Why Do We Seek Out Unreliable Men?
I complain a lot that I never meet “good guys” but mostly I’m just lying, like when I pretend I actually care about my little muffin top or my hair getting big in the humidity. All these things are glaring unrealities — I mostly attract really lovely guys, my muffin top means I’m happy full of delicious food and my summer faux-Jew-fro makes me look like I always just had sex, which is not a bad thing. Moreover, these problems I whine about are ones I could fix myself: I could accept a nice guy instead of running after douche bags, I could definitely stand to exercise more and I guess there’s probably some kind of hair relaxant on the market I could invest in.
Good guys, for the most part, aren’t hard to find. Actually, I’m starting to suspect they might secretly be everywhere. I meet them all the time. Sometimes they’re interested in me, sometimes they’re not, and either way, they still act like good guys. To clarify, a “good guy” isn’t someone who is perfect — good guys fuck their shit up too — it’s someone who is honest, loyal and reliable, who works hard and diligently at things, including relationships, and who does their best to be kind to people. The antithesis of this is, for want of a better turn of phrase, a “bad guy”, or someone who often lies, is unreliable, lazy, selfish and not necessarily mean, but definitely lacking in empathy and even offhandedly callous. So why do I, and by “I” I mean, many of us stupid young women, so often eschew the good guy to titty flash the bad guy?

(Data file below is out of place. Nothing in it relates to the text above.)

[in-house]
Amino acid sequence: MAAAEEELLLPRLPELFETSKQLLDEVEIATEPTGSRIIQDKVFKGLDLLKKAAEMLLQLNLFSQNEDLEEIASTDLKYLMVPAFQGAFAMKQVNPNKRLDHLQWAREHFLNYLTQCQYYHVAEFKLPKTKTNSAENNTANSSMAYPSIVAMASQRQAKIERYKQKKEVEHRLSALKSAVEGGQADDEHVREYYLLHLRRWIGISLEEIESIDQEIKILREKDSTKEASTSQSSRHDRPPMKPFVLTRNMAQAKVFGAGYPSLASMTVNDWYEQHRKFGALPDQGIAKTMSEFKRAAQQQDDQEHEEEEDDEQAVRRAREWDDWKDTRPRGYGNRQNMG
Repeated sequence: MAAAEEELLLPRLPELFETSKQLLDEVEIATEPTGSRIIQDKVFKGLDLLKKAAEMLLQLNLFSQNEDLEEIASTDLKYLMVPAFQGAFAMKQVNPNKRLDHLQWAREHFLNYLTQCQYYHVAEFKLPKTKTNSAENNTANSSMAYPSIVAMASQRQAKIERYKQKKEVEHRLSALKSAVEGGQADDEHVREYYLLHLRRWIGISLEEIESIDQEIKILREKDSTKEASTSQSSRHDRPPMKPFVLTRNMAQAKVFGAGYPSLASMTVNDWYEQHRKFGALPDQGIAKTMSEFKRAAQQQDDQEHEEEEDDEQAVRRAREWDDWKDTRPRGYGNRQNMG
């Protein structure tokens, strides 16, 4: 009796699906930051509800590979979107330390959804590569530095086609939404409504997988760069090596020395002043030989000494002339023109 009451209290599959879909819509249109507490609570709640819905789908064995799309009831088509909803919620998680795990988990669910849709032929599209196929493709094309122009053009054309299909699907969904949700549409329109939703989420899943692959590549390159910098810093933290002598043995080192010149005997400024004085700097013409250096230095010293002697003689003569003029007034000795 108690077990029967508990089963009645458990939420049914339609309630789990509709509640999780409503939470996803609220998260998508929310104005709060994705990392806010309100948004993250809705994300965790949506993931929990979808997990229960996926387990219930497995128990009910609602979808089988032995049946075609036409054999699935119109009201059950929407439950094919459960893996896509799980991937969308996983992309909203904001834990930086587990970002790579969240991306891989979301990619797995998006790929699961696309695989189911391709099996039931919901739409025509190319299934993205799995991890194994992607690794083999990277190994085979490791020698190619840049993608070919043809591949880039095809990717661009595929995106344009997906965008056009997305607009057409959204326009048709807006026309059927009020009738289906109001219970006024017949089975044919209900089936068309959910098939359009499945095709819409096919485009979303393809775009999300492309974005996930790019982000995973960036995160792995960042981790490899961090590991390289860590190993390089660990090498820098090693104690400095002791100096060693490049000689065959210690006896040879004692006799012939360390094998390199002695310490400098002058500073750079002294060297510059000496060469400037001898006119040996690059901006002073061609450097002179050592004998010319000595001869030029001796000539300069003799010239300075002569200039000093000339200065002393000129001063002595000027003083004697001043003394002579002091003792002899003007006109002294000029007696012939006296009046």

Now I realize distinctions in character aren’t always this binary, but there are definitely people, even if for only a brief phase in their lives, behave in a way that, in willful blindness, hurts other people. People who are reckless with other people’s emotions. People who put their hedonistic desires before open dialogue. People who switch their affection off the way one presses “cancel” on a toaster when the bread is warm enough. People who say they’ll be there, and never are. Really, really sexy people.
I don’t know what it is, necessarily, about unreliable men that makes me get down like a prayer, but there’s something moronically enticing about wondering if someone you’ve been sleeping with is ever going to contact you again, chain smoking through weeks on end of radio silence. More enticing, than say, knowing that someone who cares about you will call you like clockwork the morning after. I’m not saying this is a right, or OK, or normal mental state to squalor in, but it is a mental state that definitely (and prevalently?) exists.
Sometimes I think it’s because unreliable men are the most reliable people of all, insofar as you can rely on your expectation of them that they are unreliable, with any added reliability being a bonus. A man you deem “reliable” can only ever serve to let you down. But that kind of psychoanalysis is too easy, and doesn’t attribute any of the responsibility for this bizarre penchant on me, and let’s face it, this cross is most certainly mine to bear when I’m actively and gleefully prancing around, trying to lock down the un-lock-down-able.
The alternative scares me a little; and that’s that I’m not reliable. Ergo, I’m looking for the sort of person who will mirror the amount of commitment I’m willing to give right now. But no! How can this be! I want to care and be cared for! To love and be loved! It’s completely untenable that what should thrill me is not someone else’s inherent unreliability in a relationship, but my own.
And against all the doubt and questioning, the romantic deep inside me, against the odds of my own self-destructive tendencies, is steadfastly shrill: “Perhaps you just haven’t yet met the one that is worth being reliable for! And perhaps he hasn’t yet met you!”
Join the Patrón Social Club to get invited to cool private parties in your area, and the chance to win a four-person trip to a mystery city for an an exclusive Patrón summer party.
A | A | A
“How cheap everything is.”
“Be careful, you’re going to gain weight when you’re older.”
Make me listen by telling me how naïve I have been. Tell me straight up that I need to change because you bet all your straight flushes that I will.
Do not assign moral value to food items, on your own plate or anyone else’s. A mozzarella stick is a mozzarella stick, and nothing more.